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Tampa real estate developer sparks USF, FIBA, Tel Aviv University collaboration

Margie Manning

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Judy Genshaft, USF president, signs the MOU between USF, Tel Aviv University and the Florida-Israel Business Accelerator

Backers of a collaboration between University of South Florida, the Florida-Israel Business Accelerator and Tel Aviv University expect it to lead to an improved quality of life for an aging population.

USF, FIBA and TAU signed a memorandum of understanding Wednesday. The MOU is designed to ensure the communication and coordination needed to implement so the three organizations can work together on research and development of technologies, analytically-based solutions and companies focused on major problems of aging.

David Scher

The MOU is not a commitment to specific projects or partnerships or a commitment of funds, but David Scher, the Tampa real estate developer who was a key force behind the collaboration, hopes to see results.

“In my remarks, I said on my watch it’s going to be something real and not just a paper signing, which these things often are. We need to take it to the next steps, by developing common research and interchanges of professors and students and that’s already happening,” Scher said.

Scher, co-owner of Stuart S. Golding Co., has deep connections to all the institutions. He’s past president of the Tampa Jewish Federation and helped launch FIBA. He’s on the board of governors of Tel Aviv University and he’s a donor and supporter of USF.

The universities have a lot in common. Both were founded in 1956, are preeminent institutions with large student bodies and a heavy focus on research.

“I thought, wouldn’t it be wonderful to have the two universities research something they have in common and for FIBA to be the conduit to bring that to market,” Scher said.

Scher approached Michael Bloom, assistant vice president of USF’s Office of Corporate Partnerships, who discovered both schools have been cited for their work in neurosciences, gerontology and engineering, among other fields. In addition, both Florida and Israel have a population that’s growing older. By 2030, nearly one quarter of the population of Florida will be over the age of 65, while the elderly population in Israel will increase by 70 percent between 2015 and 20135, Bloom said.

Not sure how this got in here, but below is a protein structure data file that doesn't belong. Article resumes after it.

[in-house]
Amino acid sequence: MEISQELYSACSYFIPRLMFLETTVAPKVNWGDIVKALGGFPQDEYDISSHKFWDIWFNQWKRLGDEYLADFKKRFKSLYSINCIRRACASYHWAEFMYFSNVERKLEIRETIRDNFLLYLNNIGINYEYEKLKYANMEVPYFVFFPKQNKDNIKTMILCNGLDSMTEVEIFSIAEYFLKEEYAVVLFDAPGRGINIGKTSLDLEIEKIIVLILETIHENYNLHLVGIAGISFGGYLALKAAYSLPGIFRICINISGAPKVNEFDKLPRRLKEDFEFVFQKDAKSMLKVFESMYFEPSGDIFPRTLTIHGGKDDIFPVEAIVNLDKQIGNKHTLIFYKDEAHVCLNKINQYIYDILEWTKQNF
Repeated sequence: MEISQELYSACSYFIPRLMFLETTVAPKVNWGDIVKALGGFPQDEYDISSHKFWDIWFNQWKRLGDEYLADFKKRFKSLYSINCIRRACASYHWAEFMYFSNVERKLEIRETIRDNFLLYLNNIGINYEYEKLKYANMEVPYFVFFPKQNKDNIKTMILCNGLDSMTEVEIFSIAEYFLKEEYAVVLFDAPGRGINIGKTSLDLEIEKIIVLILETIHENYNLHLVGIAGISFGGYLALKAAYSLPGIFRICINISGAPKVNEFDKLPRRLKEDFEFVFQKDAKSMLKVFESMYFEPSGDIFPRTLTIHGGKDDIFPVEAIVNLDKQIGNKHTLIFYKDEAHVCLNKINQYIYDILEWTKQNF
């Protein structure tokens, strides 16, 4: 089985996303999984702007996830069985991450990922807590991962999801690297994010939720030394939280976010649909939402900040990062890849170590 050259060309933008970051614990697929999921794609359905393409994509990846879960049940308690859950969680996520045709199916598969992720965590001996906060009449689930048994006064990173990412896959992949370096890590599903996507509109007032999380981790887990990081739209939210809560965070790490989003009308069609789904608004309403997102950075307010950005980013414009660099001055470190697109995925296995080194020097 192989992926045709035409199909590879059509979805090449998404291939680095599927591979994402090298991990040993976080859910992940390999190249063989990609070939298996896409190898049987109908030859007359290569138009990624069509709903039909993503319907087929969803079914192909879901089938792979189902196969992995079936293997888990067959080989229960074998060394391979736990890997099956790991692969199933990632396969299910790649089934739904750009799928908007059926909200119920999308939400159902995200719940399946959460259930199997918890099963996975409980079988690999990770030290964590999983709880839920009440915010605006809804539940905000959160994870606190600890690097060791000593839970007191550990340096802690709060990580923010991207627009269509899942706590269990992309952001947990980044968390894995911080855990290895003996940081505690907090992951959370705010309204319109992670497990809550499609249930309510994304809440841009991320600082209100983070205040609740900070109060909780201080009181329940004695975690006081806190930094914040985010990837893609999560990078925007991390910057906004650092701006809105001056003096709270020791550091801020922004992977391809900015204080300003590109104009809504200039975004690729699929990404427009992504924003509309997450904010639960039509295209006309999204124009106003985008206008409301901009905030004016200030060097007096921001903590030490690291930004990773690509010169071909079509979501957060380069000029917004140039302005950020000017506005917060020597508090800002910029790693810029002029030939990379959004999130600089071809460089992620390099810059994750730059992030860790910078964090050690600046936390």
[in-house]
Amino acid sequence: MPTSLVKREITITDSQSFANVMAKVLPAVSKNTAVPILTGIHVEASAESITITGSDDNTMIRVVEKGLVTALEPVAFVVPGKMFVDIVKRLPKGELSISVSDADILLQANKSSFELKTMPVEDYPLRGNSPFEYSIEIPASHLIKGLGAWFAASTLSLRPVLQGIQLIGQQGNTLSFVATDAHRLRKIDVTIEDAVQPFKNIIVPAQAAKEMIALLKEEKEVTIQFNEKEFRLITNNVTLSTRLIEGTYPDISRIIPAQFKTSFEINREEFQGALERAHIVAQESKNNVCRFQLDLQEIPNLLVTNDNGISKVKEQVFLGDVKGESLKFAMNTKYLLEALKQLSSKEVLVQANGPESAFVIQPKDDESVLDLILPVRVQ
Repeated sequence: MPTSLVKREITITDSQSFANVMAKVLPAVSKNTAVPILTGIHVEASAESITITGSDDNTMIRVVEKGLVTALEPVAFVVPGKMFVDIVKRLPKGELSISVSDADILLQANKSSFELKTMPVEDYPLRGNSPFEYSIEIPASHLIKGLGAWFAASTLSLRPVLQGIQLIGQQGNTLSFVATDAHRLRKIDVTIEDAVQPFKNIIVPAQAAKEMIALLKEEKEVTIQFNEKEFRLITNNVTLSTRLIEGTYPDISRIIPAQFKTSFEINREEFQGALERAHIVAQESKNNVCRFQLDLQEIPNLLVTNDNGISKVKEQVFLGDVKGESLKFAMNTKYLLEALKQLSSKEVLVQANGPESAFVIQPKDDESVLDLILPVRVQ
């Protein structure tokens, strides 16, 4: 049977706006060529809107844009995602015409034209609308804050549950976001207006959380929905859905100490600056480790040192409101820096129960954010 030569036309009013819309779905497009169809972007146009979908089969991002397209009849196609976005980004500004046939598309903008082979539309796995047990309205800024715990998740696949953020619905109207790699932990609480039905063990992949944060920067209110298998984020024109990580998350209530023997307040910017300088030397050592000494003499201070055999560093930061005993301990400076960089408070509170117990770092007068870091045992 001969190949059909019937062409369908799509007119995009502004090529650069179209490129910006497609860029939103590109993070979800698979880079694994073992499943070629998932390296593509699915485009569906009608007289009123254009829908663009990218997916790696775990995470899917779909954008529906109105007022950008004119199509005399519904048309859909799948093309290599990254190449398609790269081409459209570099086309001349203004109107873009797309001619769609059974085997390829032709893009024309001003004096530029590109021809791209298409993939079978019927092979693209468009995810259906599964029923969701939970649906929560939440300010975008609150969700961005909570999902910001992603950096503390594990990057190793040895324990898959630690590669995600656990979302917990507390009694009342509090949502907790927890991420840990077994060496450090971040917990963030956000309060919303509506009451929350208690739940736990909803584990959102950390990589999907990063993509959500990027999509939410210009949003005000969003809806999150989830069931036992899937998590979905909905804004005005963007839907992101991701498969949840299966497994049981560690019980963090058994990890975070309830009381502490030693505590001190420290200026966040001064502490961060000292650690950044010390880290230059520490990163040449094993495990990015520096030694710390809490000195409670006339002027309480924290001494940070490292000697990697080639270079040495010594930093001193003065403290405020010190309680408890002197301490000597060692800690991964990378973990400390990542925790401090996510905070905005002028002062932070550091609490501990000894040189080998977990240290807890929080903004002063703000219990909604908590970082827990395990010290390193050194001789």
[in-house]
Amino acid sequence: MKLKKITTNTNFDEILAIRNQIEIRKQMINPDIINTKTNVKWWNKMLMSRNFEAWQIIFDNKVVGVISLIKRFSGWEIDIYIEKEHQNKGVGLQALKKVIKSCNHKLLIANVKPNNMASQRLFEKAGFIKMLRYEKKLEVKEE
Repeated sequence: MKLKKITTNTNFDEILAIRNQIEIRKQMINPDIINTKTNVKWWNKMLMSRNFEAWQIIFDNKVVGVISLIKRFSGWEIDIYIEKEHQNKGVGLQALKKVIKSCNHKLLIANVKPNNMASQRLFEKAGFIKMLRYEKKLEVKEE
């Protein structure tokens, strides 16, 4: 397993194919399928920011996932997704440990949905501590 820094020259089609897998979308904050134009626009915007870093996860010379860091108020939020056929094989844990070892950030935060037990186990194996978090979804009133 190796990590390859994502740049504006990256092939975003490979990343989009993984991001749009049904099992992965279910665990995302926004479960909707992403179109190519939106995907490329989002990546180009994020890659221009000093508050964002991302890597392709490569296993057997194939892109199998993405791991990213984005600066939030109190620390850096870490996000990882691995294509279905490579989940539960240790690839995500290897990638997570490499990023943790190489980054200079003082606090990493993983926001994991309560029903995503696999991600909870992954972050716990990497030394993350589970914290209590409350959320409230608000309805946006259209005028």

Bloom talked to Raanan Rein, vice president at Tel Aviv University, and they agreed they could work together on innovative technology applications to solve problems affecting the health, mobility and well-being of the aging population.

FIBA, a Tampa technology accelerator, is “the perfect partner” to commercialize technologies that come out of the collaboration, Bloom said.

“FIBA is a critical nexus between Tampa Bay and Tel Aviv, not just USF and TAU,” said Rachel Feinman, executive director of FIBA.“As innovations develop, entrepreneurs emerge and opportunities materialize, FIBA has the experience and knowledge that is needed to assist in the commercialization of new technologies.  We can assist with identifying investors, solidifying market strategies and matching new technologies with early adopting customers.”

The MOU was signed during a ceremony that took place just after the USF Office of Corporate Partnership’s Corporate Forum on Aging and Technology. The program focused on innovations in four areas: aging in place, cardiovascular patient self-management, virtual reality in health and hearing, and speech technology. Researchers from USF and from several companies presented their latest findings.

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